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The End of Innocence

21 July 2016 | Updated 01 January 1970

The attack in the French city of Nice has brought a new dimension to Euro-terrorism.

There are three characteristics of this contemptible deed which are worthy of note. The first is the tactics used. It is almost two years ago that a Daesh leader suggested driving a car into a crowd in France. Mohamed Lahouaiej Bouhlel finally carried out that murderous act on 14 July 2016, however he chose a 19 tonne truck as his weapon of destruction. Sickeningly his chosen target was a crowd of innocent people, including a large number of innocent young children, leaving a fireworks display on France’s National Bastille Day. As if the terrorists menu was not already complex, this tactic brings a new and worrying flank to the equation.

How do the police stop such a vehicle? In France, where all the police are armed, insufficient firepower was directed to shoot out the tyres of the vehicle or kill the driver. Both would have risked some civilian casualties but that may be better than allowing the aggressor to continue his carnage. Make no mistake, this battle is now open urban street warfare. The response has to be overwhelming and concentrated firepower designed to kill a criminal in case he or she is also wearing a suicide vest. That mindset is not policeforce philosophy. The police are taught and trained to contain and calm a situation and restore order. What is now needed to defeat the current threat is aggressive tactical fire designed to close with and kill an enemy. These are military tactics and it should be of concern to all political leaders that Daesh assaults are pushing security more and more towards a military solution – Hollande has reportedly put a further 10,000 reservists on alert for possible call up.


Regional response

Secondly, the murder of 84 people took place away from Paris and during a state of emergency and heightened alert profile. Comparing this to the UK, if a terror attack in London were to happen, then the police armed response may (and only may) be able to contain it until reinforced. If it took place in Stoke or Poole, then the concentration of firepower would be far, far slower and likely inadequate. The damage and mass casualties of a vehicle, bomb or marauding terror attack are caused during the first 2 to 9 minutes of the assault commencing. It is unlikely that even one armed response team of 2 to 3 men and women would have deployed in that space of time. To fix and destroy even a small group of terrorists will require at least 10 to 15 armed officers using suppressive fire and thus providing manoeuvre space for their colleagues. Policemen and women in the provinces are simply not trained to employ such tactics. Nor do they carry the quantities of ammunition, or aids such as smoke grenades, required to assist their progress.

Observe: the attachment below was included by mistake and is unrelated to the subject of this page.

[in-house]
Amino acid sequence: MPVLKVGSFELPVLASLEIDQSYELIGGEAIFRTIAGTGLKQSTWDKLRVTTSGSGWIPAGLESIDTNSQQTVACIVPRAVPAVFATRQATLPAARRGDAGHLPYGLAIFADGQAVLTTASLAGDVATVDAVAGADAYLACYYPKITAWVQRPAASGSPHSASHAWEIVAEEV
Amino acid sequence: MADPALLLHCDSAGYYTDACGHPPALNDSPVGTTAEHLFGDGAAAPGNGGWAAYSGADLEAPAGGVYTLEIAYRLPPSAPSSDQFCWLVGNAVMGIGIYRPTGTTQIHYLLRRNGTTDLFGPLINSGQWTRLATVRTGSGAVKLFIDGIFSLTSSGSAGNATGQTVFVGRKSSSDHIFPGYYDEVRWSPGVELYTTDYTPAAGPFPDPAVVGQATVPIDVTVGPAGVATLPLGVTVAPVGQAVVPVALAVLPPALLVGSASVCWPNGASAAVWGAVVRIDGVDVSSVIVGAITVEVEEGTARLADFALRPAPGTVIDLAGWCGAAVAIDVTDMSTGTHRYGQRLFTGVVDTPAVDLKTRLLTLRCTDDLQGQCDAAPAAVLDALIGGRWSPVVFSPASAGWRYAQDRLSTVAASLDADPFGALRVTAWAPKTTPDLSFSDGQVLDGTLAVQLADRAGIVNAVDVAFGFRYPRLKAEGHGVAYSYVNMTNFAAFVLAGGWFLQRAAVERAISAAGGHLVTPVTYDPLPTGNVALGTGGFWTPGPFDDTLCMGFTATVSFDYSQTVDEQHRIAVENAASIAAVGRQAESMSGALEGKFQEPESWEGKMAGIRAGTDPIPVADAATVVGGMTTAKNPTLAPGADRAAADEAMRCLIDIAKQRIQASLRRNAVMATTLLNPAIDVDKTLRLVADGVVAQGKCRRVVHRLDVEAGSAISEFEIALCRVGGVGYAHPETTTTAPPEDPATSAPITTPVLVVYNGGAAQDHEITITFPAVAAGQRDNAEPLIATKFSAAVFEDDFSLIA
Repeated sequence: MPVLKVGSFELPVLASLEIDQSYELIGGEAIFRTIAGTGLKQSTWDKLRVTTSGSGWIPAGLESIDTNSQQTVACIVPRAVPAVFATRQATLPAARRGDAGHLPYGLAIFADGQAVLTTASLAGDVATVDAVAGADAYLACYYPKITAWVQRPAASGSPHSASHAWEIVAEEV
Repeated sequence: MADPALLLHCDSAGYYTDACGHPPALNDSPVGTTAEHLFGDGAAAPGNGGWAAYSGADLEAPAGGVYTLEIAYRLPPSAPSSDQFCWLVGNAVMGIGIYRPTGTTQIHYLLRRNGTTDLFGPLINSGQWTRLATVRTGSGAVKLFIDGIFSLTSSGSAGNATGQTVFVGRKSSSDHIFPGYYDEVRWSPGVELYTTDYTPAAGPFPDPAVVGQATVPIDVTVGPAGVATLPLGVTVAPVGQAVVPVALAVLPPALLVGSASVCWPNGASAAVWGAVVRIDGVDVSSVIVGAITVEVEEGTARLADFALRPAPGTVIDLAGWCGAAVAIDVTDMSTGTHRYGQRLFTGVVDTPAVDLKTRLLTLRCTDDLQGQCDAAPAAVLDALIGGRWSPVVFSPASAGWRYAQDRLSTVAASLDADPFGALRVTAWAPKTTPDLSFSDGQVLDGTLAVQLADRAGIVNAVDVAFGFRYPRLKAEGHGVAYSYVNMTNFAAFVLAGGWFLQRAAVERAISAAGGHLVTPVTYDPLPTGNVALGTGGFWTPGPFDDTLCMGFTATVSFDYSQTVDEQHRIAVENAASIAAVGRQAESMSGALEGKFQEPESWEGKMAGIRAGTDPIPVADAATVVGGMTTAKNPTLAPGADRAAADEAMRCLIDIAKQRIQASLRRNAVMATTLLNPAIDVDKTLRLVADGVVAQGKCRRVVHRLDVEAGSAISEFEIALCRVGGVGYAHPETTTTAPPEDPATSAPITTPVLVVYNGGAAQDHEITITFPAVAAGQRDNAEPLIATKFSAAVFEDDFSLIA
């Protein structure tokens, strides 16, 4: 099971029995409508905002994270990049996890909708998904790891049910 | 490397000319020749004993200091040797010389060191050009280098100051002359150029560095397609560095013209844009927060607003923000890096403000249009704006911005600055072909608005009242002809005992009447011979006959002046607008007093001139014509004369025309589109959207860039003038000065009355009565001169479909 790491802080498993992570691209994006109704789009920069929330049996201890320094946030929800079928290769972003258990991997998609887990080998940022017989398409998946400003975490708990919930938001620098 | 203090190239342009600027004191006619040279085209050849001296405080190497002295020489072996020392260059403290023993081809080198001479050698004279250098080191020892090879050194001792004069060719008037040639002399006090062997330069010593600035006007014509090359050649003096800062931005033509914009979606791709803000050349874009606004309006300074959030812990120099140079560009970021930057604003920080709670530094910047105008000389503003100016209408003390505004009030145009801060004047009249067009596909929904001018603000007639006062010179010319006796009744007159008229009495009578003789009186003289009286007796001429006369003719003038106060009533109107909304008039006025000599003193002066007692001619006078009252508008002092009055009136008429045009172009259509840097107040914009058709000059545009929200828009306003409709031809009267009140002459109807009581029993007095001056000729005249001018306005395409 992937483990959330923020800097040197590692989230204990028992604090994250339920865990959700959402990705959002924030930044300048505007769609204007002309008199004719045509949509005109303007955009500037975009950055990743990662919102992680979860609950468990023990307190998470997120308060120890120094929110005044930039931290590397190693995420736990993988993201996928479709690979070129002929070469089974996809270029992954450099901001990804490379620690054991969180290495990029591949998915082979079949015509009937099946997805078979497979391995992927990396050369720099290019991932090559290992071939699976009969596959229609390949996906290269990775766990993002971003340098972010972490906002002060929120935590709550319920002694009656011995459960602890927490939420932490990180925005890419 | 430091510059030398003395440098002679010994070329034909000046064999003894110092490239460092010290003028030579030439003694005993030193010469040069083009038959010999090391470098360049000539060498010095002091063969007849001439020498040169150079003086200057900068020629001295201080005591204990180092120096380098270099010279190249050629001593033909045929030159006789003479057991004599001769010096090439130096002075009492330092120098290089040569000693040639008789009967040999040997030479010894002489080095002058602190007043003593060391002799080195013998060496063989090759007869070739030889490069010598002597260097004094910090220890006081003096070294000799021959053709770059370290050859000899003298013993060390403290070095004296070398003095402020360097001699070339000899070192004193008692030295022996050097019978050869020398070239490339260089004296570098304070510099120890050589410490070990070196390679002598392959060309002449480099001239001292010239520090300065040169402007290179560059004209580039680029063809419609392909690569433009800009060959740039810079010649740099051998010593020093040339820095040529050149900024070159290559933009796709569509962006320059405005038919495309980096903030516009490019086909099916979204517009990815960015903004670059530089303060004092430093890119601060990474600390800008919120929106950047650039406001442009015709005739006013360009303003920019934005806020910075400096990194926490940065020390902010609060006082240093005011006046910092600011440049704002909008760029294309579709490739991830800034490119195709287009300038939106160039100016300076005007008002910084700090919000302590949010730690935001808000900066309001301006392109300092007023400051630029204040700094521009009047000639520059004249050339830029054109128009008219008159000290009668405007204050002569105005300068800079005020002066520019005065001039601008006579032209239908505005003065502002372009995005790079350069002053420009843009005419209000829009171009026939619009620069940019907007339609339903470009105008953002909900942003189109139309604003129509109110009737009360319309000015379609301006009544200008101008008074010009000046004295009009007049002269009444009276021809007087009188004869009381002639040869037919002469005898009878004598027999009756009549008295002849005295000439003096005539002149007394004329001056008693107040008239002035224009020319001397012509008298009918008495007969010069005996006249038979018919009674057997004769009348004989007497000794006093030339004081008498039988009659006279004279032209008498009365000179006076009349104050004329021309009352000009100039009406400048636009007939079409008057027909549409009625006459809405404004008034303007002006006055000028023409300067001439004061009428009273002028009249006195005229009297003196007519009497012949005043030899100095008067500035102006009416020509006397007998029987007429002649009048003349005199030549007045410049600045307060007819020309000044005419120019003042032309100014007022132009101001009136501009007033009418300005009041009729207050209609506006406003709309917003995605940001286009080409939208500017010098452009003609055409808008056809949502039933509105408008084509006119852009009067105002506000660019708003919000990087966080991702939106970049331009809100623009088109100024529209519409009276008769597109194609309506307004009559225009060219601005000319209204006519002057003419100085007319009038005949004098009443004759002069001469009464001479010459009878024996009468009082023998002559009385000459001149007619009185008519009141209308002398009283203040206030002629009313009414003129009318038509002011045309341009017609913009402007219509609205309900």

Lastly, there have been three major attacks in France in the past 18 months. The government has failed to interdict them – extremely difficult when the perpetrator is an unknown, unstable loner known only for petty crime and violent behaviour. Clearly weapons and ammunition, including hand grenades and explosives are easy to obtain in France and this must now be controlled. The politicians have failed to bring in new policies and strategies to halt the cancerous spread of radicalisation. They therefore should expect more dreadful deeds in the coming months. French confidence, following a safe European Cup football competition and the approaching end of the state-of-emergency, was just starting to grow again. Now it lies in tatters. France is indeed at war and increasingly being pressured towards an ever more military response.

In the UK, police and military numbers continue to decline and morale is low in both establishments. The new government has a great deal of work to do spearheaded by a past Home Secretary who is very well aware of the weaknesses of our current security apparatus.



SERIFM is spearheaded by TWinFM in conjunction with TriTectus Strategic Resilience Limited. SERIFM aims to create more resilient organisations and assist the FM community to share threat data and exploit new technology. It is the intention of SERIFM to help enable this sharing. Security and Resilience In Facilities Management will provide the ideal platform to help create a highly informed customer, to demand the highest quality imagery from visual surveillance systems, to inform the supply chain of the need for resilience and to highlight new technologies, procedures and tactics as they are deployed and as experience is gained from their use. SERIFM is a not-for-profit group dedicated to leading the fight back against crime and strengthening resilience at a time of reduced national resources.

SERIFM’S inaugural conference will set the UK’s strategic resilience picture as seen through the eyes of the Metropolitan Police, the Cabinet Office, academia and the security services.  The date and location to be advised.

Article written by Jeff Little, OBE | Published 21 July 2016


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